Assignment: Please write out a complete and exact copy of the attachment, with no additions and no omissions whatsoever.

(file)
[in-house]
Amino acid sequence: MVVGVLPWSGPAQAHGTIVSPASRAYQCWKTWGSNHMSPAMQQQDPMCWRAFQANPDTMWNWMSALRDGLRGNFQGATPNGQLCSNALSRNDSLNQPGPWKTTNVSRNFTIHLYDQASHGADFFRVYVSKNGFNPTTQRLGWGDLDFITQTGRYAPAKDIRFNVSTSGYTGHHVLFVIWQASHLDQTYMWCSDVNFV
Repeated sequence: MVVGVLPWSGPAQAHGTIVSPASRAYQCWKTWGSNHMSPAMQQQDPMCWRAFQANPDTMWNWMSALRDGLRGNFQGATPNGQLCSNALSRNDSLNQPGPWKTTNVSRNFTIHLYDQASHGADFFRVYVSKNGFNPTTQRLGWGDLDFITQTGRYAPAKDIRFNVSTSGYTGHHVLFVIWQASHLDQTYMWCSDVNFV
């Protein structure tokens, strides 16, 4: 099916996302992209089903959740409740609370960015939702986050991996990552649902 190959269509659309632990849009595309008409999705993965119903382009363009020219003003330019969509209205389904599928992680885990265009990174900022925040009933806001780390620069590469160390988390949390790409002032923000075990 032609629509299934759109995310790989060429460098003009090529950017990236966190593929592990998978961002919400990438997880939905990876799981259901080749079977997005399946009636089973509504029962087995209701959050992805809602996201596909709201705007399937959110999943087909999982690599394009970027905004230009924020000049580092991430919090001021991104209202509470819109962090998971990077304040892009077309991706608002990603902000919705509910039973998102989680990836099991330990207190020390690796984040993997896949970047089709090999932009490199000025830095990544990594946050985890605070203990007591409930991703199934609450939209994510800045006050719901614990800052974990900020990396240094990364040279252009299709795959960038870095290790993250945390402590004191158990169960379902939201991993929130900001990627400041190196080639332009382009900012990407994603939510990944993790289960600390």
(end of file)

[in-house]
Amino acid sequence: MVVGVLPWSGPAQAHGTIVSPASRAYQCWKTWGSNHMSPAMQQQDPMCWRAFQANPDTMWNWMSALRDGLRGNFQGATPNGQLCSNALSRNDSLNQPGPWKTTNVSRNFTIHLYDQASHGADFFRVYVSKNGFNPTTQRLGWGDLDFITQTGRYAPAKDIRFNVSTSGYTGHHVLFVIWQASHLDQTYMWCSDVNFV
Repeated sequence: MVVGVLPWSGPAQAHGTIVSPASRAYQCWKTWGSNHMSPAMQQQDPMCWRAFQANPDTMWNWMSALRDGLRGNFQGATPNGQLCSNALSRNDSLNQPGPWKTTNVSRNFTIHLYDQASHGADFFRVYVSKNGFNPTTQRLGWGDLDFITQTGRYAPAKDIRFNVSTSGYTGHHVLFVIWQASHLDQTYMWCSDVNFV
């Protein structure tokens, strides 16, 4: 099916996302992209089903959740409740609370960015939702986050991996990552649902 190959269509659309632990849009595309008409999705993965119903382009363009020219003003330019969509209205389904599928992680885990265009990174900022925040009933806001780390620069590469160390988390949390790409002032923000075990 032609629509299934759109995310790989060429460098003009090529950017990236966190593929592990998978961002919400990438997880939905990876799981259901080749079977997005399946009636089973509504029962087995209701959050992805809602996201596909709201705007399937959110999943087909999982690599394009970027905004230009924020000049580092991430919090001021991104209202509470819109962090998971990077304040892009077309991706608002990603902000919705509910039973998102989680990836099991330990207190020390690796984040993997896949970047089709090999932009490199000025830095990544990594946050985890605070203990007591409930991703199934609450939209994510800045006050719901614990800052974990900020990396240094990364040279252009299709795959960038870095290790993250945390402590004191158990169960379902939201991993929130900001990627400041190196080639332009382009900012990407994603939510990944993790289960600390």